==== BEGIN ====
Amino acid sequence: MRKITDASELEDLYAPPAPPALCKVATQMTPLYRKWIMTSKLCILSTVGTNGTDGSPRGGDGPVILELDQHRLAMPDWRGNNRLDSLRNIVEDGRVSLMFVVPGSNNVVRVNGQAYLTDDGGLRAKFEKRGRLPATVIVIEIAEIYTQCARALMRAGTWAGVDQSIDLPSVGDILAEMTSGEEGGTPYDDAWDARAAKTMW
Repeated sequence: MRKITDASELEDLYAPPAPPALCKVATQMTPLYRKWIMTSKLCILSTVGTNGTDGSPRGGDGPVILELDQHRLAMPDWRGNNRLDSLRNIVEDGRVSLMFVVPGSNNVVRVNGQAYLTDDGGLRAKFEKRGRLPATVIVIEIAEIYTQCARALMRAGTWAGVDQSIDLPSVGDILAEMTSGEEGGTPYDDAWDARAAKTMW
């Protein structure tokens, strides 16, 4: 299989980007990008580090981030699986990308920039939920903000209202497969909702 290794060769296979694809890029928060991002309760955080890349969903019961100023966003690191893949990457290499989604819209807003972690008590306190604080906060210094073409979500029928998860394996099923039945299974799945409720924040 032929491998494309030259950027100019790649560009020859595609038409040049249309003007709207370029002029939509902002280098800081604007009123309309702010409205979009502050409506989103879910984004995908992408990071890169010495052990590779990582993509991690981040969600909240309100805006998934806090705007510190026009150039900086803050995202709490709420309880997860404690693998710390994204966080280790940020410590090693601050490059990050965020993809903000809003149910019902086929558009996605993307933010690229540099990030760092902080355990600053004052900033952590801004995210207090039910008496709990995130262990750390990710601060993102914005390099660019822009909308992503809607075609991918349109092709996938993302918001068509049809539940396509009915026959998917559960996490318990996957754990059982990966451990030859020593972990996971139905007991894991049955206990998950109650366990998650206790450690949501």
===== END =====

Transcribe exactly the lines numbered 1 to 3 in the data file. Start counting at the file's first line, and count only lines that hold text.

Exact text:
Amino acid sequence: MRKITDASELEDLYAPPAPPALCKVATQMTPLYRKWIMTSKLCILSTVGTNGTDGSPRGGDGPVILELDQHRLAMPDWRGNNRLDSLRNIVEDGRVSLMFVVPGSNNVVRVNGQAYLTDDGGLRAKFEKRGRLPATVIVIEIAEIYTQCARALMRAGTWAGVDQSIDLPSVGDILAEMTSGEEGGTPYDDAWDARAAKTMW
Repeated sequence: MRKITDASELEDLYAPPAPPALCKVATQMTPLYRKWIMTSKLCILSTVGTNGTDGSPRGGDGPVILELDQHRLAMPDWRGNNRLDSLRNIVEDGRVSLMFVVPGSNNVVRVNGQAYLTDDGGLRAKFEKRGRLPATVIVIEIAEIYTQCARALMRAGTWAGVDQSIDLPSVGDILAEMTSGEEGGTPYDDAWDARAAKTMW
């Protein structure tokens, strides 16, 4: 299989980007990008580090981030699986990308920039939920903000209202497969909702 290794060769296979694809890029928060991002309760955080890349969903019961100023966003690191893949990457290499989604819209807003972690008590306190604080906060210094073409979500029928998860394996099923039945299974799945409720924040 032929491998494309030259950027100019790649560009020859595609038409040049249309003007709207370029002029939509902002280098800081604007009123309309702010409205979009502050409506989103879910984004995908992408990071890169010495052990590779990582993509991690981040969600909240309100805006998934806090705007510190026009150039900086803050995202709490709420309880997860404690693998710390994204966080280790940020410590090693601050490059990050965020993809903000809003149910019902086929558009996605993307933010690229540099990030760092902080355990600053004052900033952590801004995210207090039910008496709990995130262990750390990710601060993102914005390099660019822009909308992503809607075609991918349109092709996938993302918001068509049809539940396509009915026959998917559960996490318990996957754990059982990966451990030859020593972990996971139905007991894991049955206990998950109650366990998650206790450690949501």